point


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In point of fact, in its apogee the moon is 247,552 miles, and in its perigee, 218,657 miles only distant; a fact which makes a difference of 28,895 miles, or more than one-ninth of the entire distance.
Here we found an immediate and steep ascent, so that within a hundred yards we had reached a point above the waters.
In things that a man would not be seen in himself, it is a point of cunning, to borrow the name of the world; as to say, The world says, or There is a speech abroad.
Undoubtedly there are very many cases of extreme difficulty, in understanding how the same species could possibly have migrated from some one point to the several distant and isolated points, where now found.
But here it seemed to Levin that just as they were close upon the real point of the matter, they were again retreating, and he made up his mind to put a question to the professor.
This point is said to present one of the most beautiful scenes on the Columbia; a lovely meadow, with a silver sheet of limpid water in the center, enlivened by wild-fowl, a range of hills crowned by forests, while the prospect is closed by Mount Hood, a magnificent mountain rising into a lofty peak, and covered with snow; the ultimate landmark of the first explorers of the river.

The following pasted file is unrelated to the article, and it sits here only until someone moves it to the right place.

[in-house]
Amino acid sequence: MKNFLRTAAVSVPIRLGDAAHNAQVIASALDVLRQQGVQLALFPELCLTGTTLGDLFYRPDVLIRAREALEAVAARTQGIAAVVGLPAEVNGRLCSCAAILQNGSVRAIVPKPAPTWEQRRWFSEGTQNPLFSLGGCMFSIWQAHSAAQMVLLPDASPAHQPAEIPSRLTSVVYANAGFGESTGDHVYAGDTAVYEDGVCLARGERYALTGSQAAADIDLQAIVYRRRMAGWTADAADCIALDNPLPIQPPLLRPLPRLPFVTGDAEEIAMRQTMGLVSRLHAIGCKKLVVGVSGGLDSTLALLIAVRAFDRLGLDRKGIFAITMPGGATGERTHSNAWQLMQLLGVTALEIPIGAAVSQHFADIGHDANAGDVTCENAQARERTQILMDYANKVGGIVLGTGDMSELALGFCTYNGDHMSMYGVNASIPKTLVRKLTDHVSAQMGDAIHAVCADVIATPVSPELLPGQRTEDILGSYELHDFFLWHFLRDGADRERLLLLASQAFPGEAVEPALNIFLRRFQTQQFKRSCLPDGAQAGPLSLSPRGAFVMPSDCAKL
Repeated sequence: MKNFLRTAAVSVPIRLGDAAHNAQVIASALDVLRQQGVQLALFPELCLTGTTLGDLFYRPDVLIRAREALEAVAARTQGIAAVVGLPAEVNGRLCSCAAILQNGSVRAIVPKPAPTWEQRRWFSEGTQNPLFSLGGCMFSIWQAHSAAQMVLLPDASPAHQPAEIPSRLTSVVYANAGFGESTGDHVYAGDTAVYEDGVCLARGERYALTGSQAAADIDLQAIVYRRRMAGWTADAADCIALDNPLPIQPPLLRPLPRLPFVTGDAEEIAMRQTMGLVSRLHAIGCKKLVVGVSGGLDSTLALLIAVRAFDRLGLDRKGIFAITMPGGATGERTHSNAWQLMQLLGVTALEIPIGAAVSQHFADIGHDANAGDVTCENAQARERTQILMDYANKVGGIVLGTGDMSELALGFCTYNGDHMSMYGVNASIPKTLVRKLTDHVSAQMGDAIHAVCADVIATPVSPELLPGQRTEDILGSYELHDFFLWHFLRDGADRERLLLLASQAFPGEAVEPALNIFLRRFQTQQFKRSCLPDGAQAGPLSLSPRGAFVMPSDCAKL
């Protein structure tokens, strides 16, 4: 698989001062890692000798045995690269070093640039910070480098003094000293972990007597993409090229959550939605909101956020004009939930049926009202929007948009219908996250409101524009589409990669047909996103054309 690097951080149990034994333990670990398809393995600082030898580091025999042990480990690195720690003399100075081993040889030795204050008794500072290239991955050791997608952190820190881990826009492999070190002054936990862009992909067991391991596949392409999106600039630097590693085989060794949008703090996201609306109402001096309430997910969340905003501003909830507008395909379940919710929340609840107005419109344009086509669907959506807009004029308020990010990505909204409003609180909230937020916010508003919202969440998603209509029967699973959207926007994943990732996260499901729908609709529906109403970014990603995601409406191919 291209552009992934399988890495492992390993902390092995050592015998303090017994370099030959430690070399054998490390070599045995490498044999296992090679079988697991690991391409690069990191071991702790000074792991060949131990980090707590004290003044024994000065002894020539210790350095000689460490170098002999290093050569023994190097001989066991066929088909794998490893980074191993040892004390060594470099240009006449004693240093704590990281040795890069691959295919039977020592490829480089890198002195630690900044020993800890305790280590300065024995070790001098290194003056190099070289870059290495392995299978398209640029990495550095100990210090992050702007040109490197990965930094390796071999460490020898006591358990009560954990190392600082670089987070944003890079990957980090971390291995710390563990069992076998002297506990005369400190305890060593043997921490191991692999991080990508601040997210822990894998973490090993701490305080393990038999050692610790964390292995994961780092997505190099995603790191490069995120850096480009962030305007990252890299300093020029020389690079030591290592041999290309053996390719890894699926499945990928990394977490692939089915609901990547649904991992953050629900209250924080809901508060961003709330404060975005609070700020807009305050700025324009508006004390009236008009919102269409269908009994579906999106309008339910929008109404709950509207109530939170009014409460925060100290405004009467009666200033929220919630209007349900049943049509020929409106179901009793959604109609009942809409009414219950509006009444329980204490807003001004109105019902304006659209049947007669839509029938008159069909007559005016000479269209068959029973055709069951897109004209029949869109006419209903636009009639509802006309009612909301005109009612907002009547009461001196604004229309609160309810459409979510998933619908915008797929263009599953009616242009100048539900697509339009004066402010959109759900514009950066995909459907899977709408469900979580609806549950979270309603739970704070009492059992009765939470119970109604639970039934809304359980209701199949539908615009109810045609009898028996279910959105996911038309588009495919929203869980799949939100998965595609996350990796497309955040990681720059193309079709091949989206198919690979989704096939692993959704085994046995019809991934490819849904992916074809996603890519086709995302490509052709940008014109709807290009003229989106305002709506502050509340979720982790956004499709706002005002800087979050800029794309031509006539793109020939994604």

But now, as it turned to charge again, the man had no guide whereby to direct his point.
The wind was blowing directly off Point Pedro and the high mountains behind, and because of this was squally and uncertain, half the time bellying the canvas out and the other half flapping it idly.
From the highest point which I attained, there was a good view of the distant island of Eimeo, dependent on the same sovereign with Tahiti.
Now if the projectile's impulsive force had been correctly calculated, it would attain this point without speed, having lost all trace of weight, as well as all the objects within it.
From Genoa the run to Leghorn will be made along the coast in one night, and time appropriated to this point in which to visit Florence, its palaces and galleries; Pisa, its cathedral and "Leaning Tower," and Lucca and its baths, and Roman amphitheater; Florence, the most remote, being distant by rail about sixty miles.
The culminating point of this sweep of walls was the Papal gate, that is to say, near the present site of the Pantheon.
Such things are said to be simultaneous in point of time.
Then, again, in mountainous countries where the traveller is continually girdled by amphitheatrical heights; here and there from some lucky point of view you will catch passing glimpses of the profiles of whales defined along the undulating ridges.
If no reason can be assigned -- and I know of none myself -- I think we have a point here which deserves our careful consideration; for it may be a point which is open to attack.